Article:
We have a Perkin Elmer Thermal Cycler 480. It's a bit of a monster, but it works :).
It has a heating block set up for up to 64 microcentrifuge tubes, each sized for a 0.5ml microcentrifuge tube. It doesn't have a heated lid (but building one shouldn't be too hard) but until then we can just go old skool and use mineral oil.
Just above the screws, there's a big sticker saying "Do Not Open". Hence, [here's a picture of the machine's internals]. At the top of the image, the black square is the underside of the heating/cooling block. Most of the volume is a compressor for the cooling, with the insulated cooling piped clearly visible (Most modern machines are based on Peltier systems, and hence a fraction of the size of this one). At the back of the machine there's a serial port, but this seems to just be a printer port rather than allowing any external control.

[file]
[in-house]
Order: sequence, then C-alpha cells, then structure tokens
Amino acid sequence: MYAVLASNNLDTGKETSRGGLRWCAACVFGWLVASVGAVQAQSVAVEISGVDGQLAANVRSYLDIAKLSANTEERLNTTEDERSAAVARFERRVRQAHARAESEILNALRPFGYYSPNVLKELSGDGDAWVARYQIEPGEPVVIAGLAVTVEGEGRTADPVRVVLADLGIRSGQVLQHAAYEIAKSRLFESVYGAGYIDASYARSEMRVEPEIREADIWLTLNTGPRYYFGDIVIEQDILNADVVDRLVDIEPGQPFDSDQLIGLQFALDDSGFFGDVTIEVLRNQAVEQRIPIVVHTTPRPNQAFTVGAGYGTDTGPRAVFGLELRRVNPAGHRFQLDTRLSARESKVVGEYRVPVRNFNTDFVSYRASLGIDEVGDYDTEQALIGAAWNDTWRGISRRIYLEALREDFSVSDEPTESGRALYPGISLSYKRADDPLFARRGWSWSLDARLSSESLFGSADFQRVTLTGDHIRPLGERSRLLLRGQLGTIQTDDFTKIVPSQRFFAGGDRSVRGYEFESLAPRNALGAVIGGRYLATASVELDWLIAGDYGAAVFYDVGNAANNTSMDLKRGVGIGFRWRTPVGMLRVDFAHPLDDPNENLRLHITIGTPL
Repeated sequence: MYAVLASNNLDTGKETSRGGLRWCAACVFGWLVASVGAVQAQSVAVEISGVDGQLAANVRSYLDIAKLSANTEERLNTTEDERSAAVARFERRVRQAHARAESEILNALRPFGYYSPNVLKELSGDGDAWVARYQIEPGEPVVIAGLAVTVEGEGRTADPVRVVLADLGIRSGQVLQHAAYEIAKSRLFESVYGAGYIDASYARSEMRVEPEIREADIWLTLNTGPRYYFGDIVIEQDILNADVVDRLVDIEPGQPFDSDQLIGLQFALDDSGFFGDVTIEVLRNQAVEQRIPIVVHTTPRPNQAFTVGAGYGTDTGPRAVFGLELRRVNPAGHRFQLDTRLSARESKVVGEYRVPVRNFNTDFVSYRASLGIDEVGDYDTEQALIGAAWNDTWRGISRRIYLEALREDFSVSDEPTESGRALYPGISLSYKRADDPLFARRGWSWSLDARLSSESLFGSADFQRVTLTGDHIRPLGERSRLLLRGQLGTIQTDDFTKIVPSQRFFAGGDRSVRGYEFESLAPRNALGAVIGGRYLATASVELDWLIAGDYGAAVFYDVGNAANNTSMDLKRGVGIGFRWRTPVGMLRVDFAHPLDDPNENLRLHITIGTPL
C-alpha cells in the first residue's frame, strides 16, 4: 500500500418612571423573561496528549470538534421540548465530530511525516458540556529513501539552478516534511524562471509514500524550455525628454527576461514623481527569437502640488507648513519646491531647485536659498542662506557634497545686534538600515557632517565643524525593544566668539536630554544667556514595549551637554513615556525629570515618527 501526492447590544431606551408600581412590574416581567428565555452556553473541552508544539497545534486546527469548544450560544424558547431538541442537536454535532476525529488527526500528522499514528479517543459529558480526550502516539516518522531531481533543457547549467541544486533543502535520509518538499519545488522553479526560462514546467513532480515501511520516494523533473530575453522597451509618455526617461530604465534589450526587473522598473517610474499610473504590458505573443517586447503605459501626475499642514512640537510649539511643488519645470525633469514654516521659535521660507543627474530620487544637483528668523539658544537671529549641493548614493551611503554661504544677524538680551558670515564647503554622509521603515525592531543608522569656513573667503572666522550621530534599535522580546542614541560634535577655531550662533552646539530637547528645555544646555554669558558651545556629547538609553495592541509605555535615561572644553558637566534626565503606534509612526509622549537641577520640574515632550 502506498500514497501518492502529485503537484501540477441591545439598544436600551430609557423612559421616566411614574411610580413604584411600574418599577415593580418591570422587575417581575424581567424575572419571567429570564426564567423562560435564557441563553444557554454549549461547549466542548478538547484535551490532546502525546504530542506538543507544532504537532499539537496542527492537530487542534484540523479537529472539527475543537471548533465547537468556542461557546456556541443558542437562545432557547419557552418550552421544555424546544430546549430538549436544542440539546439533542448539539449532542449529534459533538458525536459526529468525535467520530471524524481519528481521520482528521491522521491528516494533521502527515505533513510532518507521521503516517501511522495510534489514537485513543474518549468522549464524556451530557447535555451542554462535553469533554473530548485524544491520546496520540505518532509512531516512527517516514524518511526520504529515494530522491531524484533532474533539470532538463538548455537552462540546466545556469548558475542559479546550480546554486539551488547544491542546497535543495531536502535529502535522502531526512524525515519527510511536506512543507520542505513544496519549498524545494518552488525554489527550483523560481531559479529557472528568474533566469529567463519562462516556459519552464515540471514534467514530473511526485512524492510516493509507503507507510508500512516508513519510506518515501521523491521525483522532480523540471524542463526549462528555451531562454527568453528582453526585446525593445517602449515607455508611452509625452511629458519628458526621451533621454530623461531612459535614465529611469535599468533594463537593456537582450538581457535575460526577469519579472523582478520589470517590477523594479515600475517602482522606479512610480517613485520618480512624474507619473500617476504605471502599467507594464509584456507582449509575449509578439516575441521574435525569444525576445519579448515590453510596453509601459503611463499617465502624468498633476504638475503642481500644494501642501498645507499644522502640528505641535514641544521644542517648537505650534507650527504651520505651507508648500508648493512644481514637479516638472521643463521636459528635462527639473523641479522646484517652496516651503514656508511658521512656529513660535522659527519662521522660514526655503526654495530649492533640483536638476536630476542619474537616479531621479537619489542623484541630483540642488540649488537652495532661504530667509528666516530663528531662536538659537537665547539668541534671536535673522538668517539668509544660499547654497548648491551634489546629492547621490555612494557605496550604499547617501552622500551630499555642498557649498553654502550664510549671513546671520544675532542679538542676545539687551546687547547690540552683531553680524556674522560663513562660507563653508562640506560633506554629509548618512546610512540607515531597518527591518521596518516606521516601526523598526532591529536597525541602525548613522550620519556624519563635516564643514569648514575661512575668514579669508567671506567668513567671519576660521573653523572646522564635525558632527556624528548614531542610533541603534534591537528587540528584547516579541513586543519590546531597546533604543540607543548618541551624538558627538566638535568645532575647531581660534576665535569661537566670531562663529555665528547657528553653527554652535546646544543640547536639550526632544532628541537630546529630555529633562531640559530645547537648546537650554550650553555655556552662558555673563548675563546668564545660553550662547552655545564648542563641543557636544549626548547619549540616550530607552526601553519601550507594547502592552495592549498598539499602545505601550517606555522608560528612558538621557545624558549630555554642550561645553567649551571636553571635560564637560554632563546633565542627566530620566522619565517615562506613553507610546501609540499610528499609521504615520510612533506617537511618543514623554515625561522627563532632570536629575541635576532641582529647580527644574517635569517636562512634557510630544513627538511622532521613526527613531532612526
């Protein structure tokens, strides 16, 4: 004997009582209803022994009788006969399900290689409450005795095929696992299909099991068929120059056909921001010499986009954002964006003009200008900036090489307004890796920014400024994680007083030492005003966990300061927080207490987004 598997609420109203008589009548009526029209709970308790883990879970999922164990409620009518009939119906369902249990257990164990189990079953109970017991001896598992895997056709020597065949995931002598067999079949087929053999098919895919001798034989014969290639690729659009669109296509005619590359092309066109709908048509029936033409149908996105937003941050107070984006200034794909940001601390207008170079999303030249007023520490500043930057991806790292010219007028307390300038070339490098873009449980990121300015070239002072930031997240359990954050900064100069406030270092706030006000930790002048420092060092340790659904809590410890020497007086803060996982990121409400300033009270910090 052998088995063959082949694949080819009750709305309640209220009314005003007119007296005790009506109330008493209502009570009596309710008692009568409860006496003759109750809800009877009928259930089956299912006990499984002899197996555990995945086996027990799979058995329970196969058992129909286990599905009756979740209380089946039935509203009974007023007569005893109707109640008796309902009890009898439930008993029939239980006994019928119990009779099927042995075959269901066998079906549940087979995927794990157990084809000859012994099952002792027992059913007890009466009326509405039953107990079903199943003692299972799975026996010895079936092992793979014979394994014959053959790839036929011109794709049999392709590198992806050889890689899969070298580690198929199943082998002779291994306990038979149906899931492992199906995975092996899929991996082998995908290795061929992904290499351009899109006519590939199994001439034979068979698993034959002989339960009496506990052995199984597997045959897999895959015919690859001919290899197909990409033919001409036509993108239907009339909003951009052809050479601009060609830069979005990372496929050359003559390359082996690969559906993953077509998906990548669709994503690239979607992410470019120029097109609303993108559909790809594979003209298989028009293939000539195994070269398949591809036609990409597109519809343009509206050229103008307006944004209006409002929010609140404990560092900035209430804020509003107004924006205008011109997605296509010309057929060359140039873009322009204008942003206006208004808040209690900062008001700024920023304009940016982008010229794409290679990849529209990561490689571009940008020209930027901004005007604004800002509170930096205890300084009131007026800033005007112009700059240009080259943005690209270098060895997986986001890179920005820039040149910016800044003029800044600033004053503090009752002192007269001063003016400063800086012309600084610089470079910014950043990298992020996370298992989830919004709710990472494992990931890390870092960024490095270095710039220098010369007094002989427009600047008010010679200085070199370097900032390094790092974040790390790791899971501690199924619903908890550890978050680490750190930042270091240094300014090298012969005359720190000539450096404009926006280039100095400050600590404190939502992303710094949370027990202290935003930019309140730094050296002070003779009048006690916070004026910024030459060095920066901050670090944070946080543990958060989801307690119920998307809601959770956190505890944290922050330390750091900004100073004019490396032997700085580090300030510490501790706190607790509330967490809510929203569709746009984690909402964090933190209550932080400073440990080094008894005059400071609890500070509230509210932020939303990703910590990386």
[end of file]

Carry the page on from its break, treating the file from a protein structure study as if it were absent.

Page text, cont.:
The UI is, er, interesting. After spending some time with the manual I think I have it figured out, but it's definitely something that's going to need training and / or practice to learn to use. Over time, we should try to build up a cheat sheet on this page.
Upgrades: If someone can build a heated lid, it could save us a degree of faff later on. Basically, it would be a metal block heated to approx 95 degrees (+/- 5 degrees should be fine) that rests on the lids of the tubes while the machine is running.
How to use it:
Soak (keep at a constant temperature):
- Press File - 1 - Enter
- Enter temperature
- Press File - 4 - Enter
- Enter temperature for denaturation step
- Enter time for denaturation step
- Enter temperature for annealing step
- Enter time for annealing step
- Enter temperature for extension step
- Enter time for extension step
- For 4th step enter 0°C and 0 time to signal end of process
- Enter number of cycles